Now that President Obama has secured a second term in office, many Republicans are asking themselves a simple question: Now what?
Do they broaden the party’s appeal? Go for the middle? Get the far right more involved?
Bloomberg View’s Jonathan Alter weighed in on Friday’s Hardball, arguing the GOP “needs to come to terms with the fact that they just aren’t appealing to enough people…They need a friendlier, more uplifting, more inclusive message and if they don’t get it, they won’t get power back.”
He said the GOP does have an “opportunity to get back into this,” but they must refashion their message to appeal “beyond aging, white men.”
The Grio’s Joy Reid was less optimistic, insisting the GOP’s core philosophy is simply not popular with minority groups that helped propel Obama back into the White House. African-Americans, Latinos, and Asian-Americans believe government has a role in proving help for the elderly, poor, in addition to supporting a social safety net, she said. Republicans, Reid argued, do not.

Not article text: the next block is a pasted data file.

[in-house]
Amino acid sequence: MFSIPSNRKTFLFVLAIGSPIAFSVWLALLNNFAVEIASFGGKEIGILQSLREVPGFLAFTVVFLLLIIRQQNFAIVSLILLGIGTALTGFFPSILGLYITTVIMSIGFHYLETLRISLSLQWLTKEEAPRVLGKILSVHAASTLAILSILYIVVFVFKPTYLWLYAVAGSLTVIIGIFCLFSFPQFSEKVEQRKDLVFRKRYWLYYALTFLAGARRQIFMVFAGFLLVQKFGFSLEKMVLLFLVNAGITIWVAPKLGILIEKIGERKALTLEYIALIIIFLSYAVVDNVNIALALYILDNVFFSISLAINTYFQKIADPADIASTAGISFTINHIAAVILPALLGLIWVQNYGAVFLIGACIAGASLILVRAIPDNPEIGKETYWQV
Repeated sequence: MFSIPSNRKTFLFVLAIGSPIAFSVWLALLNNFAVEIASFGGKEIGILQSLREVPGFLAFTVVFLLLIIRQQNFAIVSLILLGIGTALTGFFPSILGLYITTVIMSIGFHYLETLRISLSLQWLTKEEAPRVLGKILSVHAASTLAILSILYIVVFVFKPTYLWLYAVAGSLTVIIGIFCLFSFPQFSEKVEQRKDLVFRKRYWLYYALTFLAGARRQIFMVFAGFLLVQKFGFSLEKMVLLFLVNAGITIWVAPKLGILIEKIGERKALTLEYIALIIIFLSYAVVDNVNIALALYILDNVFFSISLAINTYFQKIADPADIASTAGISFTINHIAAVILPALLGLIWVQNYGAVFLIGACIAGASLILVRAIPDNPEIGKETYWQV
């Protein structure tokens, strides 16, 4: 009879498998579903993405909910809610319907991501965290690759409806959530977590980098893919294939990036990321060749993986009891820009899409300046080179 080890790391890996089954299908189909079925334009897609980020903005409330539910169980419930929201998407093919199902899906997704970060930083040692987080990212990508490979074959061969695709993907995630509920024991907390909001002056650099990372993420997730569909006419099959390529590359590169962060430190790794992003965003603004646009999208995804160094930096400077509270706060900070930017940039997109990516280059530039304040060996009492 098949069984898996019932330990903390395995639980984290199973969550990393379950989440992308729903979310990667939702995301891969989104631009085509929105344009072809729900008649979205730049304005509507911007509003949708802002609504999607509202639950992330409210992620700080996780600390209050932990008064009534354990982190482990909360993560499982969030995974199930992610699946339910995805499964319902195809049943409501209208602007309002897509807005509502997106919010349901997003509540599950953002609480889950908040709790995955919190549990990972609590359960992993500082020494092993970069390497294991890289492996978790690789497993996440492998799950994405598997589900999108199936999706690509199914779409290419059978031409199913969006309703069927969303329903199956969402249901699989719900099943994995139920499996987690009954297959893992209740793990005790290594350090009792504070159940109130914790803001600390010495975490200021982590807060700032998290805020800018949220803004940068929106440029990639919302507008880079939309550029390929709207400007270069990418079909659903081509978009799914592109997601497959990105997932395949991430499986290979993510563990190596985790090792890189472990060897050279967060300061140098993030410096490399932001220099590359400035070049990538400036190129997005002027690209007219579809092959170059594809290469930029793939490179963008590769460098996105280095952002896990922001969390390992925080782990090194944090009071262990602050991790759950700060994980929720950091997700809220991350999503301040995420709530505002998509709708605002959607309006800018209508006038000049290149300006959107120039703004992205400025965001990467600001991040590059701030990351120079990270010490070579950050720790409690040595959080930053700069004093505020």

Others, like Fox News’ Charles Krauthammer have argued Mitt Romney lost because he was a “northeastern liberal and that’s not where we’re going.” He said he had hope in slew of young conservative candidates, including Kelly Ayotte, Boby Jindal, and Ted Cruz, as the “rising young generation of the party.” The MSNBC panel reacted: Isn’t that more of the same?
Host Chris Matthews argued the GOP can and will change.
“You did it because you have to,” he said. “Politicians who have any survival skills learn to adapt.”